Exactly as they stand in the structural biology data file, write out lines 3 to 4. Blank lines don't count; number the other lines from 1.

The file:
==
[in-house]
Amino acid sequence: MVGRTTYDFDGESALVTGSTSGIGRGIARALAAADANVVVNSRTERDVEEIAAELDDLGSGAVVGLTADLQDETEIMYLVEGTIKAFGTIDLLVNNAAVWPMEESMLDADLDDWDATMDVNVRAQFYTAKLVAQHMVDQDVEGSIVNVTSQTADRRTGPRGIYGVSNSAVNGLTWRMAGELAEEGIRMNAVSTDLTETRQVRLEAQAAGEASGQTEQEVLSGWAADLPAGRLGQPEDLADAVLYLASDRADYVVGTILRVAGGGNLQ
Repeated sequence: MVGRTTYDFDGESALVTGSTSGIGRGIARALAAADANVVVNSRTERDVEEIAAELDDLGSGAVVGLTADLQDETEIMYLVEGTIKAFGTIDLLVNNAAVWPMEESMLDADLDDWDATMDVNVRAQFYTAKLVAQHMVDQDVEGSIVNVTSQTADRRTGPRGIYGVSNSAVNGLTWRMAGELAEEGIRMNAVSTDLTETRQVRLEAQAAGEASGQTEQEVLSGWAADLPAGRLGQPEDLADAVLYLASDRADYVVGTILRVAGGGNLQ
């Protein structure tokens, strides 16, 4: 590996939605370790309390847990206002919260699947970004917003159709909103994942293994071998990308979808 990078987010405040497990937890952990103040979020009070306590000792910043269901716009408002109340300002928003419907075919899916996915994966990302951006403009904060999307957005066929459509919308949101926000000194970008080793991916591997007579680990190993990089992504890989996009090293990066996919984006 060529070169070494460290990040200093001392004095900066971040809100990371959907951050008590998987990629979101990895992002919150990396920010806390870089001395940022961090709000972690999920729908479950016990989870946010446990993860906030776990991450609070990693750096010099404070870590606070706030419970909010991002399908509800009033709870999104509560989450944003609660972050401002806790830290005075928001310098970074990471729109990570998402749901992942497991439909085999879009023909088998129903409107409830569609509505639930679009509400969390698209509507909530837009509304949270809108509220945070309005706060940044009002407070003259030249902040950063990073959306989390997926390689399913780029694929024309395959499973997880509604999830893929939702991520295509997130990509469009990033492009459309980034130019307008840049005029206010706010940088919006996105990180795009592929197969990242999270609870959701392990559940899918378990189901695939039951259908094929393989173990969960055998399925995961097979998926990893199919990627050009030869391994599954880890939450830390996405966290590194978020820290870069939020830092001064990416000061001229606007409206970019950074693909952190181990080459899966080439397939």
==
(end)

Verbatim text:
Repeated sequence: MVGRTTYDFDGESALVTGSTSGIGRGIARALAAADANVVVNSRTERDVEEIAAELDDLGSGAVVGLTADLQDETEIMYLVEGTIKAFGTIDLLVNNAAVWPMEESMLDADLDDWDATMDVNVRAQFYTAKLVAQHMVDQDVEGSIVNVTSQTADRRTGPRGIYGVSNSAVNGLTWRMAGELAEEGIRMNAVSTDLTETRQVRLEAQAAGEASGQTEQEVLSGWAADLPAGRLGQPEDLADAVLYLASDRADYVVGTILRVAGGGNLQ
């Protein structure tokens, strides 16, 4: 590996939605370790309390847990206002919260699947970004917003159709909103994942293994071998990308979808 990078987010405040497990937890952990103040979020009070306590000792910043269901716009408002109340300002928003419907075919899916996915994966990302951006403009904060999307957005066929459509919308949101926000000194970008080793991916591997007579680990190993990089992504890989996009090293990066996919984006 060529070169070494460290990040200093001392004095900066971040809100990371959907951050008590998987990629979101990895992002919150990396920010806390870089001395940022961090709000972690999920729908479950016990989870946010446990993860906030776990991450609070990693750096010099404070870590606070706030419970909010991002399908509800009033709870999104509560989450944003609660972050401002806790830290005075928001310098970074990471729109990570998402749901992942497991439909085999879009023909088998129903409107409830569609509505639930679009509400969390698209509507909530837009509304949270809108509220945070309005706060940044009002407070003259030249902040950063990073959306989390997926390689399913780029694929024309395959499973997880509604999830893929939702991520295509997130990509469009990033492009459309980034130019307008840049005029206010706010940088919006996105990180795009592929197969990242999270609870959701392990559940899918378990189901695939039951259908094929393989173990969960055998399925995961097979998926990893199919990627050009030869391994599954880890939450830390996405966290590194978020820290870069939020830092001064990416000061001229606007409206970019950074693909952190181990080459899966080439397939």